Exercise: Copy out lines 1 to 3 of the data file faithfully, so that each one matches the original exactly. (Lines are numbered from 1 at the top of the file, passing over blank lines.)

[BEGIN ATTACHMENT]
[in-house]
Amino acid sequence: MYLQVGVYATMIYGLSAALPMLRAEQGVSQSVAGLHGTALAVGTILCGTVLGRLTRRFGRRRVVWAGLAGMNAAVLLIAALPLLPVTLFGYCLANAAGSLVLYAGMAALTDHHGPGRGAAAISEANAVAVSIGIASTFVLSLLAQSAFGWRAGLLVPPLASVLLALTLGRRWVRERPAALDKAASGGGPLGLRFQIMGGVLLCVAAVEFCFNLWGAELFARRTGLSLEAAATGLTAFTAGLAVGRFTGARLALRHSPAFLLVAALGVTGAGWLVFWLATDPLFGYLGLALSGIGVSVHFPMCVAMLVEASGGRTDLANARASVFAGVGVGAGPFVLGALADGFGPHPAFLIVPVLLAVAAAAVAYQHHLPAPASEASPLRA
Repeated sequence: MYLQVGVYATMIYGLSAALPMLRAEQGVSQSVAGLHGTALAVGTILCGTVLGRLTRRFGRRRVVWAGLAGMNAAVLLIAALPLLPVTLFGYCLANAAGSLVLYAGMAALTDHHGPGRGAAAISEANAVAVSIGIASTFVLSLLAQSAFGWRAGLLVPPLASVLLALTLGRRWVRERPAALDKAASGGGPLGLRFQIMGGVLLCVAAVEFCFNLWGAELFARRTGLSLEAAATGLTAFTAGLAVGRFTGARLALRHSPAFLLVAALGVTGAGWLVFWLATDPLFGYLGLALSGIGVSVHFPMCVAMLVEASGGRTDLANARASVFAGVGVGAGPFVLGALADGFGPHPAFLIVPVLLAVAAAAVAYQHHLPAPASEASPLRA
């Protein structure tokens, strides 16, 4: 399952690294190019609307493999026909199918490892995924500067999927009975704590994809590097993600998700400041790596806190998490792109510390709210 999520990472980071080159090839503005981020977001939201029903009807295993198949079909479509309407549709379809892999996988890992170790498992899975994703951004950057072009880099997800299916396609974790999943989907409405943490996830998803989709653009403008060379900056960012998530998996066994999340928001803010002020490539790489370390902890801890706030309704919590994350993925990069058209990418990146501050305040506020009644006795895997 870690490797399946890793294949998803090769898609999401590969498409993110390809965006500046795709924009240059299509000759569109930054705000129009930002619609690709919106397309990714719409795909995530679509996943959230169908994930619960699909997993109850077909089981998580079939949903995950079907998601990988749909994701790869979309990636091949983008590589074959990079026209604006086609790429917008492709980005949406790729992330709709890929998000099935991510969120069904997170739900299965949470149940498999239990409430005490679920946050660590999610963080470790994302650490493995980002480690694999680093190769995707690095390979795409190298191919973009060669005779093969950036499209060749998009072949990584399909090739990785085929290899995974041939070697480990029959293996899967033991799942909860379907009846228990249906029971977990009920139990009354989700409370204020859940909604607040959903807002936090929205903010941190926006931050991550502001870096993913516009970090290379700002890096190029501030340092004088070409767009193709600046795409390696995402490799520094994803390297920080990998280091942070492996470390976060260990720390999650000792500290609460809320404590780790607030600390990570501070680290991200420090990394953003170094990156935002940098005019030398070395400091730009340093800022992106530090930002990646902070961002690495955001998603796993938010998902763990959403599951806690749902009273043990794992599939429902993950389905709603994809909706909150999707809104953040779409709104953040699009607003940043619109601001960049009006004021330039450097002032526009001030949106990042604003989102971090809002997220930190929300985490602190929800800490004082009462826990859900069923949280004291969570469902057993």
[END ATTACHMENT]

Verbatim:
[in-house]
Amino acid sequence: MYLQVGVYATMIYGLSAALPMLRAEQGVSQSVAGLHGTALAVGTILCGTVLGRLTRRFGRRRVVWAGLAGMNAAVLLIAALPLLPVTLFGYCLANAAGSLVLYAGMAALTDHHGPGRGAAAISEANAVAVSIGIASTFVLSLLAQSAFGWRAGLLVPPLASVLLALTLGRRWVRERPAALDKAASGGGPLGLRFQIMGGVLLCVAAVEFCFNLWGAELFARRTGLSLEAAATGLTAFTAGLAVGRFTGARLALRHSPAFLLVAALGVTGAGWLVFWLATDPLFGYLGLALSGIGVSVHFPMCVAMLVEASGGRTDLANARASVFAGVGVGAGPFVLGALADGFGPHPAFLIVPVLLAVAAAAVAYQHHLPAPASEASPLRA
Repeated sequence: MYLQVGVYATMIYGLSAALPMLRAEQGVSQSVAGLHGTALAVGTILCGTVLGRLTRRFGRRRVVWAGLAGMNAAVLLIAALPLLPVTLFGYCLANAAGSLVLYAGMAALTDHHGPGRGAAAISEANAVAVSIGIASTFVLSLLAQSAFGWRAGLLVPPLASVLLALTLGRRWVRERPAALDKAASGGGPLGLRFQIMGGVLLCVAAVEFCFNLWGAELFARRTGLSLEAAATGLTAFTAGLAVGRFTGARLALRHSPAFLLVAALGVTGAGWLVFWLATDPLFGYLGLALSGIGVSVHFPMCVAMLVEASGGRTDLANARASVFAGVGVGAGPFVLGALADGFGPHPAFLIVPVLLAVAAAAVAYQHHLPAPASEASPLRA